WARREN - The people seeking the Democratic nomination for commissioner are offering voters differing perspectives of the condition of Trumbull County: One says she's the right person to pull it from the doldrums; the other says he's right to continue the county's growth and development.
Lisha Pompili-Baumiller, the councilwoman from Hubbard who's making her first attempt at countywide office, said county government needs to rid itself of ''tunnel vision'' and stop being ''focused on just being content, status quo.''
Business attraction is an ''area we've been very stagnant in,'' she said.
Frank Fuda, running for a third four-year term as commissioner, said the economy is developing here, pointing out that the area is sixth in the U.S. ''with industries and businesses locating here and expanding the businesses we have here.''
Fuda mentions Ohio Star Forge in Champion, which is planning a $20 million expansion and the growth of Flex-Strut Inc. in Warren. There also have been big strides in sewer line installation, which, in part, provides benefits in the development of the local economy, Fuda said.
The winner of the May 6 primary election will face Republican candidate Patricia Hale Paridon in November. There's also still time for an independent candidate to file. Early voting is underway.
NAME: Lisha Pompili-Baumiller
PREVIOUS ELECTED OFFICES: Hubbard City Council, 3rd Ward
QUOTE: "One of the reasons that I strongly feel that I would be an asset to the county ... is because I have strong communication skills, I'm an advocate for people and I know with my negotiation skills, I can be very instrumental during times of trying to entice new businesses to come to our area."
NAME: Frank Fuda
OCCUPATION: Trumbull County commissioner, retired Cleveland Public School District teacher
POLITICAL PARTY: Democrat
PREVIOUS ELECTED OFFICES: Trumbull County commissioner and Niles City Council
QUOTE: "Infrastructure improvements are very important in bringing new industries and businesses to the county as well as making it possible for citizens to sell their homes. We have eliminated 17 percent of the septic systems in our county."
Pompili-Baumiller, now a Hubbard councilwoman for 14 years and chair of council's economic development committee, said she wants to assemble a team of people to work with banks, Realtors and commissioners in Mahoning County ''to do nothing but focus on trying to bring new business to the area'' by selling the area's logistics, available work force and other benefits.
She said there needs to be more coordination with trade schools and colleges to prepare residents needing work for the jobs that are or will be available, like in the developing gas and oil well drilling industry.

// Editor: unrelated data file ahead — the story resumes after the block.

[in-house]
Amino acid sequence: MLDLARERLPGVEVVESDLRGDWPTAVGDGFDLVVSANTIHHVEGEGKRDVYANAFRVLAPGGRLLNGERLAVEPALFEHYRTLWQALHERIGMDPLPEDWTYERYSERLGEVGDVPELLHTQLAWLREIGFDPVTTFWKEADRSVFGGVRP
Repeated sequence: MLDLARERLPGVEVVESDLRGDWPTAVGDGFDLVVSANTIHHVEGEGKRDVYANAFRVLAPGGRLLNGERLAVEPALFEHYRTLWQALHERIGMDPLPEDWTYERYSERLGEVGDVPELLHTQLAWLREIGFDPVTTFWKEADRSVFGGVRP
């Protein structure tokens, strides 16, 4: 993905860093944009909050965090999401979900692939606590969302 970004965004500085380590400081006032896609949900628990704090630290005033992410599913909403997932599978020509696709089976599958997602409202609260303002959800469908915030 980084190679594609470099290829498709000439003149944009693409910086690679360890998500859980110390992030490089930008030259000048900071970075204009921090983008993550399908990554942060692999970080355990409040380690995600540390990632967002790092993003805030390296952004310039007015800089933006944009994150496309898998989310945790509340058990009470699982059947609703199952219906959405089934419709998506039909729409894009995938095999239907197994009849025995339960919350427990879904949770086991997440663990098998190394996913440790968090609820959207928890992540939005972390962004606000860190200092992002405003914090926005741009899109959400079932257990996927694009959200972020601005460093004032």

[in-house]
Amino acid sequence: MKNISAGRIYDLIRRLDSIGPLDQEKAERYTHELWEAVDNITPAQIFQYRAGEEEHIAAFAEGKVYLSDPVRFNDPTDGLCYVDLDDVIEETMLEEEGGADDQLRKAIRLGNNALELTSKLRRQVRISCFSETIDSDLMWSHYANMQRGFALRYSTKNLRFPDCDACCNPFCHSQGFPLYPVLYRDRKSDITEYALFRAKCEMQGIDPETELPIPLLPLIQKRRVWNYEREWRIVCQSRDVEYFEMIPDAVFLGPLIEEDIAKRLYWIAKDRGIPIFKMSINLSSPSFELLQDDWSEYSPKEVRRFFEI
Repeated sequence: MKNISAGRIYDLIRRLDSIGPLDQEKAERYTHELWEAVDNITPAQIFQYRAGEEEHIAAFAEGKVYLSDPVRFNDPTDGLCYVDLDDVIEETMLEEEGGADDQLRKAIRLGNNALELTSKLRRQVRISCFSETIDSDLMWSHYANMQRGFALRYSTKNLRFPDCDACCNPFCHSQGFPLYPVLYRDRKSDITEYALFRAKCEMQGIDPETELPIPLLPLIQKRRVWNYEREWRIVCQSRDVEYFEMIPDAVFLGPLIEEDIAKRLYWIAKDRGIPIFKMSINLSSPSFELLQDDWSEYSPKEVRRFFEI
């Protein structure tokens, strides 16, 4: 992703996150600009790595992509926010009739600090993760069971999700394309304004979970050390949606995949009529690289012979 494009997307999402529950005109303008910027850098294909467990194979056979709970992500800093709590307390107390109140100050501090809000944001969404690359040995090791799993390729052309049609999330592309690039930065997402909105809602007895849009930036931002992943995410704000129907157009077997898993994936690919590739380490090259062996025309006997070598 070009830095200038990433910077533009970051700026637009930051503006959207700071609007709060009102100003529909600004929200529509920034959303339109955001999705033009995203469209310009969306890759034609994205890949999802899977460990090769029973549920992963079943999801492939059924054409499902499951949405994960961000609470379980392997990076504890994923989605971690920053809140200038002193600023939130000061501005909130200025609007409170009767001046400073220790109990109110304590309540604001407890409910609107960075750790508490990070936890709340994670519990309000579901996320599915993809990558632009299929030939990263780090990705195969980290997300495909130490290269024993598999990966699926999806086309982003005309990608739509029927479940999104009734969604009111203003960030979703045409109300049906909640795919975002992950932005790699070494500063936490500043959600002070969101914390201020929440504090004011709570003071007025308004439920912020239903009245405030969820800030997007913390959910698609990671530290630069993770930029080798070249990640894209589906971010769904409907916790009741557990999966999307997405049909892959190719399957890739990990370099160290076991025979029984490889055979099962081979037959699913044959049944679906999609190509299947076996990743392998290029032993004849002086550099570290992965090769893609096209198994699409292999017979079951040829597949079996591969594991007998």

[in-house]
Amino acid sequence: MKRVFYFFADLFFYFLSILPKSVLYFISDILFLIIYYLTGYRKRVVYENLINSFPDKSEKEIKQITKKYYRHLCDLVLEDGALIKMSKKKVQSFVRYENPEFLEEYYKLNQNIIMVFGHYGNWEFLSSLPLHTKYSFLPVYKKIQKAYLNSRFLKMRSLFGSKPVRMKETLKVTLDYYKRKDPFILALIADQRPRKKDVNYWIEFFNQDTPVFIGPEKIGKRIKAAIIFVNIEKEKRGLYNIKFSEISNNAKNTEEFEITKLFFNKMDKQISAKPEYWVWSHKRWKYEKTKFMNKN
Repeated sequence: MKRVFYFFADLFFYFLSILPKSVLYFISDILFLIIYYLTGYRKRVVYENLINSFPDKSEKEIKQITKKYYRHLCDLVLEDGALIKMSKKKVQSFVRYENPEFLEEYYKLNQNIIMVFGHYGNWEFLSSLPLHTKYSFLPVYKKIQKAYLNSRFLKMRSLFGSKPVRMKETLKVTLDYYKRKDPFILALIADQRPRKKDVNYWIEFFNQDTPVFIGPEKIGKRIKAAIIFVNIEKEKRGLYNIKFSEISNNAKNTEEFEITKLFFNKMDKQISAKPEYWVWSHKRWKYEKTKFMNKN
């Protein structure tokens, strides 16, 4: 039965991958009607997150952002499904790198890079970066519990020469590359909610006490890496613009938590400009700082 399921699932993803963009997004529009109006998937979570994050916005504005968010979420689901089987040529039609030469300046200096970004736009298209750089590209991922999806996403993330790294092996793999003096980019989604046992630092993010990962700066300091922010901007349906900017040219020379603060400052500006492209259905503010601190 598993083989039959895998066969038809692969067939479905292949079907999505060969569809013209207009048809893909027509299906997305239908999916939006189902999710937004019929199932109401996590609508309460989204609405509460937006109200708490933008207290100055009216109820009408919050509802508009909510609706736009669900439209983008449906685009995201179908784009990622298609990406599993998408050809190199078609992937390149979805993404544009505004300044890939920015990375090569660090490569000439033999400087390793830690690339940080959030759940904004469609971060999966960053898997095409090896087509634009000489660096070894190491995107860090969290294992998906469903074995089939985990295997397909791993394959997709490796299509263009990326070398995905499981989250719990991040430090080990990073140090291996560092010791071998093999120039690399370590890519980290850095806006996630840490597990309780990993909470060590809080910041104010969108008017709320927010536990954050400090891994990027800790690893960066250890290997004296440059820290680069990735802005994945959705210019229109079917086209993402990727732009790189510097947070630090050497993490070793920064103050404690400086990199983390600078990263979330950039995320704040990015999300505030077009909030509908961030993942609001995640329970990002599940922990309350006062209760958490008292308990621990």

''One of the reasons that I strongly feel that I would be an asset to the county ... is because I have strong communication skills, I'm an advocate for people and I know with my negotiation skills, I can be very instrumental during times of trying to entice new businesses to come to our area,'' said Pompili-Baumiller, 49.
Also, she wants to examine public transportation, specifically for funding for senior rides, which she says is a service that has been cut.
Fuda, elected commissioner in 2006 after 17 years as a member of city council in Niles, said Trumbull County is making progress on sewer installation and by the end of 2014, close to $60 million in projects will be completed. Sewer lines, he said, boost the economy by making it easier for residents and Realtors to sell homes and can be an enticement for businesses looking for a location.
''We've also eliminated, by doing those sanitary sewer project, we've eliminated 17 percent of the septic systems and at the end of the year, it will be over 20 percent,'' Fuda said.
Fuda said he'll keep up his work with the Youngstown-Warren Regional Chamber, the county's Planning Commission and Western Reserve Port Authority to ''help local businesses expand and bring new industries and businesses'' to the county.
He also said the county has been able to contain millions of dollars in state cuts to the county budget to keep it balanced, people working and services still being provided. The jail inmate work program he helped start has done more than $2 million in stuff done like grass cutting and maintaining vacant property.